bombarded me with questions about American deaf children, which
I enjoyed tremendously. This was also my first opportunity to see the
Indian fishermen using curved, raft-like kattamavar boats that could
fold after the use, while their wives sold fish from wicker baskets. Most
of the fishermen shamelessly wore nothing but their birthday suits as
they pulled their boats to the sea.
Miss Boyd had arranged for me to speak at six training centers for
deaf adults, a parents’ association (many parents were receptive to signing
and wanted to send their children to Gallaudet), and the Deaf club,
with some sightseeing squeezed in over five days.
On the last day, Miss Boyd and I reminisced over the successes and
failures of the programs and discussed the different schools all over
India. She mentioned that she felt Mysore City School for the Deaf
was one of the worst and most depressing. Could that be the reason
Miss Manohara maneuvered me away from a classroom visit? Had
she been too ashamed to allow me to see the inside of the school? Yet
I pointed out that those children were granted the heavenly gift to
sign and fingerspell, and the ones I had met outside the school had
looked happy, regardless of whether their school lacked the proper
We bade each other a fond farewell and I went to the airport in a taxi,
which got a flat tire en route. I barely made it in time to catch my plane.
I rushed to the counter and was told, “Airport tax. Fifteen rupees, please.”
I fished the money out and an airport worker stamped my boarding pass.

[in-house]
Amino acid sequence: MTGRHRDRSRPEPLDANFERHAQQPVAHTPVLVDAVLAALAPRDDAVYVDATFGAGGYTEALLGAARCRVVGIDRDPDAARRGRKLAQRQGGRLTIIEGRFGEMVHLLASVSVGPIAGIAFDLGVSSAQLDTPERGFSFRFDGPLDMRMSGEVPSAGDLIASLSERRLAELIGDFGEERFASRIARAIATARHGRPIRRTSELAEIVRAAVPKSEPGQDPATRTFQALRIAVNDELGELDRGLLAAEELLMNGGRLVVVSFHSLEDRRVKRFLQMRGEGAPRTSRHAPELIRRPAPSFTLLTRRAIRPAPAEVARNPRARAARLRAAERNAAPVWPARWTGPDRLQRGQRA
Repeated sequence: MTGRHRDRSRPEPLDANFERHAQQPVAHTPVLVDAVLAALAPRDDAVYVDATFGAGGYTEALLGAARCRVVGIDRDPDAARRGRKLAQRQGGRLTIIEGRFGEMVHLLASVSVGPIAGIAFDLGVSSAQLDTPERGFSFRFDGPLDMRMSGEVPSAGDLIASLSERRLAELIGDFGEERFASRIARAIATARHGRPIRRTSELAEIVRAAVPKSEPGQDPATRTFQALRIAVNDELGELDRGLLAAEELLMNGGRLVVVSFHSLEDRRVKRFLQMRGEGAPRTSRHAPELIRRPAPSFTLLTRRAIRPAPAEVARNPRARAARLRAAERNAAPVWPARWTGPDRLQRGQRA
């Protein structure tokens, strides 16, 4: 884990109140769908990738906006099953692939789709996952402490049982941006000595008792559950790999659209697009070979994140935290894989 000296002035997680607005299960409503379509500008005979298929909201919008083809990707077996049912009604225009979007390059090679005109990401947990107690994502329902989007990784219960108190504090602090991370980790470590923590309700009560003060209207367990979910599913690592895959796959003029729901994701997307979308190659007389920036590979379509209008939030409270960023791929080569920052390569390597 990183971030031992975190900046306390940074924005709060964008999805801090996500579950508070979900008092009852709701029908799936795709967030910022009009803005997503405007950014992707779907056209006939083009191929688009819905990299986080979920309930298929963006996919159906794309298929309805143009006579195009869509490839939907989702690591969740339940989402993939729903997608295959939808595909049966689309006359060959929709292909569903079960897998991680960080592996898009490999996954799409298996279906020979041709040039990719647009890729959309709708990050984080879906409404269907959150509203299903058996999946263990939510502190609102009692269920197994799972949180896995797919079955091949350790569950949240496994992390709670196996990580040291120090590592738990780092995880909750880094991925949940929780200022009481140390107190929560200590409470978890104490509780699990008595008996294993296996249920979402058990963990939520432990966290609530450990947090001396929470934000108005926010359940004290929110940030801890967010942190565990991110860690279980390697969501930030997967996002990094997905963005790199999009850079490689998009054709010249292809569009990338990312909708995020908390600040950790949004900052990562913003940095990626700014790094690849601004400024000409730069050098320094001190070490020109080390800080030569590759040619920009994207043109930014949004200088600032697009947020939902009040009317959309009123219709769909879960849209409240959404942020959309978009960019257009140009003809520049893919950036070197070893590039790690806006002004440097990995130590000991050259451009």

An inspector at the passport and visa desk looked at my visa and then at
me as though I were an alien caught in the act of conducting a terrible
felony. He passed it to another inspector who also looked at me suspiciously.
I cringed to learn that my visa had expired and I had overstayed
twenty days in India. It was a nightmare. My passport was confiscated,
and the officer ordered me to be sent to jail! I quickly showed them the
newspaper clipping with the photograph of me meeting Indira Gandhi
and I was then spared from being hauled off to jail.
I frantically made a phone call to Miss Boyd while my plane to Ceylon
took off without me. An immigrant officer was merciless, blasting
orders through his thick moustache and gesturing for me to return to
the city’s main immigrant office. My airport tax was refunded, my
boarding pass was returned, and my plane ticket was stapled back to its
original place. I filled out four long pages of reasons, declarations,
passport numbers, on and on. Finally, I met with the top director of
immigration who sneered at me. I showed him the address of the
Madras School for the Deaf, so I was permitted to return there to wait
for the next plane to Colombo, Ceylon. I sent a cable explaining the
delay to Mr. Cooray, headmaster of the first school for the deaf in Ceylon
I was to visit. Miss Boyd and I spent the rest of the day discussing
teaching methods, maladies, taxi drivers, horoscopes, and everything
else under the sun. I told her of my earlier intestinal problems and she
warned me to never drink from a glass that had been shared among
numerous people because so many people in India suffered from intestinal
While waiting at the airport for the next plane, I observed a large tour
group of Americans and was not proud of them for their “cock-of-thewalk”
behavior, their immoral dress, and the way some of them treated
the shopkeepers. It was a small comfort to hear the natives say that the
Japanese tourists were the worst (although when I visited Japan, their
hospitality, manners, and behavior were excellent), French tourists were
the second worst, and the Americans, third.